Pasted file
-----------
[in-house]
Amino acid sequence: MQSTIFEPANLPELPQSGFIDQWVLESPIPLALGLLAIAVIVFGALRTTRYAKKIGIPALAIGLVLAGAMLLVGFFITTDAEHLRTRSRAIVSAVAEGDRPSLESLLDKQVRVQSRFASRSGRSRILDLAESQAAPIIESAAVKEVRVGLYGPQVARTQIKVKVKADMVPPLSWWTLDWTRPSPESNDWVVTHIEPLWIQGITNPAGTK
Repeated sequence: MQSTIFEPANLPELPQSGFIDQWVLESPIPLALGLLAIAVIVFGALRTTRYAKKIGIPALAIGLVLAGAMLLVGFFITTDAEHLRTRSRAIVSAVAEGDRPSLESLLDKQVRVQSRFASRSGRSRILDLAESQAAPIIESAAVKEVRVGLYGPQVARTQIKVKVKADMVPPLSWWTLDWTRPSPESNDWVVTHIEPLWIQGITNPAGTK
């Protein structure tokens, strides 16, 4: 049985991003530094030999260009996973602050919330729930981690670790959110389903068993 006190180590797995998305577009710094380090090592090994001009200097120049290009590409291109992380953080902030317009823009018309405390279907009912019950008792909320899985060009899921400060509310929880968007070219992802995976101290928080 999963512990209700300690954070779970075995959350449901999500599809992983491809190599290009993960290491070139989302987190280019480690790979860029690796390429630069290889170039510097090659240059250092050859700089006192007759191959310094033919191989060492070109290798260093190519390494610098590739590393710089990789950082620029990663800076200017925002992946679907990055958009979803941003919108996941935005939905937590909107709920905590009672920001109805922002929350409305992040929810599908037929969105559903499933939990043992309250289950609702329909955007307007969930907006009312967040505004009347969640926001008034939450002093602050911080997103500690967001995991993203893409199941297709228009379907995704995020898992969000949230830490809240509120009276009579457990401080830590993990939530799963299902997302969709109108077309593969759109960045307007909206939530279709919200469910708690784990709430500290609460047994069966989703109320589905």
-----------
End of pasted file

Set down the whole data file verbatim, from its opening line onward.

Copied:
[in-house]
Amino acid sequence: MQSTIFEPANLPELPQSGFIDQWVLESPIPLALGLLAIAVIVFGALRTTRYAKKIGIPALAIGLVLAGAMLLVGFFITTDAEHLRTRSRAIVSAVAEGDRPSLESLLDKQVRVQSRFASRSGRSRILDLAESQAAPIIESAAVKEVRVGLYGPQVARTQIKVKVKADMVPPLSWWTLDWTRPSPESNDWVVTHIEPLWIQGITNPAGTK
Repeated sequence: MQSTIFEPANLPELPQSGFIDQWVLESPIPLALGLLAIAVIVFGALRTTRYAKKIGIPALAIGLVLAGAMLLVGFFITTDAEHLRTRSRAIVSAVAEGDRPSLESLLDKQVRVQSRFASRSGRSRILDLAESQAAPIIESAAVKEVRVGLYGPQVARTQIKVKVKADMVPPLSWWTLDWTRPSPESNDWVVTHIEPLWIQGITNPAGTK
């Protein structure tokens, strides 16, 4: 049985991003530094030999260009996973602050919330729930981690670790959110389903068993 006190180590797995998305577009710094380090090592090994001009200097120049290009590409291109992380953080902030317009823009018309405390279907009912019950008792909320899985060009899921400060509310929880968007070219992802995976101290928080 999963512990209700300690954070779970075995959350449901999500599809992983491809190599290009993960290491070139989302987190280019480690790979860029690796390429630069290889170039510097090659240059250092050859700089006192007759191959310094033919191989060492070109290798260093190519390494610098590739590393710089990789950082620029990663800076200017925002992946679907990055958009979803941003919108996941935005939905937590909107709920905590009672920001109805922002929350409305992040929810599908037929969105559903499933939990043992309250289950609702329909955007307007969930907006009312967040505004009347969640926001008034939450002093602050911080997103500690967001995991993203893409199941297709228009379907995704995020898992969000949230830490809240509120009276009579457990401080830590993990939530799963299902997302969709109108077309593969759109960045307007909206939530279709919200469910708690784990709430500290609460047994069966989703109320589905």